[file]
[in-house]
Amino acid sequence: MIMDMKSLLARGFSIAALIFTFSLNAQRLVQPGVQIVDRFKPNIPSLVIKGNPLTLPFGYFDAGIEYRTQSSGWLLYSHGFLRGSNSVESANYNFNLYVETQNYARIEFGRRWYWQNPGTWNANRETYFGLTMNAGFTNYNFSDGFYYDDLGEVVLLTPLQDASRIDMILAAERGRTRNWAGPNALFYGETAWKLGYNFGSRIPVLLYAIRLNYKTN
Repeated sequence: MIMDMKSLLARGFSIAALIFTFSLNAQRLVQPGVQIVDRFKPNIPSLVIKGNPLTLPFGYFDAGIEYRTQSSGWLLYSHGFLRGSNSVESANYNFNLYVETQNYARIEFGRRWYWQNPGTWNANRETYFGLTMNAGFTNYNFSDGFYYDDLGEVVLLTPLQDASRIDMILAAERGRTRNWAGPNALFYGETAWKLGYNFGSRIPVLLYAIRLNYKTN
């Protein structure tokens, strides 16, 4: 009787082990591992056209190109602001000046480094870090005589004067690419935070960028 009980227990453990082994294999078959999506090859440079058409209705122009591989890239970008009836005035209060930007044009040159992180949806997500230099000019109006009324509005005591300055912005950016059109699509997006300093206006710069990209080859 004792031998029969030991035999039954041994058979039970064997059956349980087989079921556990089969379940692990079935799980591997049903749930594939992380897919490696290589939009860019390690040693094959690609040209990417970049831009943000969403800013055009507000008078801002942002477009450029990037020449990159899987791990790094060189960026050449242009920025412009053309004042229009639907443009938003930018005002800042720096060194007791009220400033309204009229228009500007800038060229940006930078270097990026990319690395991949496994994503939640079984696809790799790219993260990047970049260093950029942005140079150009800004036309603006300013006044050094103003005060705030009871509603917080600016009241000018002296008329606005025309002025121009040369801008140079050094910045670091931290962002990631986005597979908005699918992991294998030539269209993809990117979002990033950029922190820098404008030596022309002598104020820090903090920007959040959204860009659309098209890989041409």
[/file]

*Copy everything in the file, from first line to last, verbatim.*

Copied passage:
[in-house]
Amino acid sequence: MIMDMKSLLARGFSIAALIFTFSLNAQRLVQPGVQIVDRFKPNIPSLVIKGNPLTLPFGYFDAGIEYRTQSSGWLLYSHGFLRGSNSVESANYNFNLYVETQNYARIEFGRRWYWQNPGTWNANRETYFGLTMNAGFTNYNFSDGFYYDDLGEVVLLTPLQDASRIDMILAAERGRTRNWAGPNALFYGETAWKLGYNFGSRIPVLLYAIRLNYKTN
Repeated sequence: MIMDMKSLLARGFSIAALIFTFSLNAQRLVQPGVQIVDRFKPNIPSLVIKGNPLTLPFGYFDAGIEYRTQSSGWLLYSHGFLRGSNSVESANYNFNLYVETQNYARIEFGRRWYWQNPGTWNANRETYFGLTMNAGFTNYNFSDGFYYDDLGEVVLLTPLQDASRIDMILAAERGRTRNWAGPNALFYGETAWKLGYNFGSRIPVLLYAIRLNYKTN
């Protein structure tokens, strides 16, 4: 009787082990591992056209190109602001000046480094870090005589004067690419935070960028 009980227990453990082994294999078959999506090859440079058409209705122009591989890239970008009836005035209060930007044009040159992180949806997500230099000019109006009324509005005591300055912005950016059109699509997006300093206006710069990209080859 004792031998029969030991035999039954041994058979039970064997059956349980087989079921556990089969379940692990079935799980591997049903749930594939992380897919490696290589939009860019390690040693094959690609040209990417970049831009943000969403800013055009507000008078801002942002477009450029990037020449990159899987791990790094060189960026050449242009920025412009053309004042229009639907443009938003930018005002800042720096060194007791009220400033309204009229228009500007800038060229940006930078270097990026990319690395991949496994994503939640079984696809790799790219993260990047970049260093950029942005140079150009800004036309603006300013006044050094103003005060705030009871509603917080600016009241000018002296008329606005025309002025121009040369801008140079050094910045670091931290962002990631986005597979908005699918992991294998030539269209993809990117979002990033950029922190820098404008030596022309002598104020820090903090920007959040959204860009659309098209890989041409």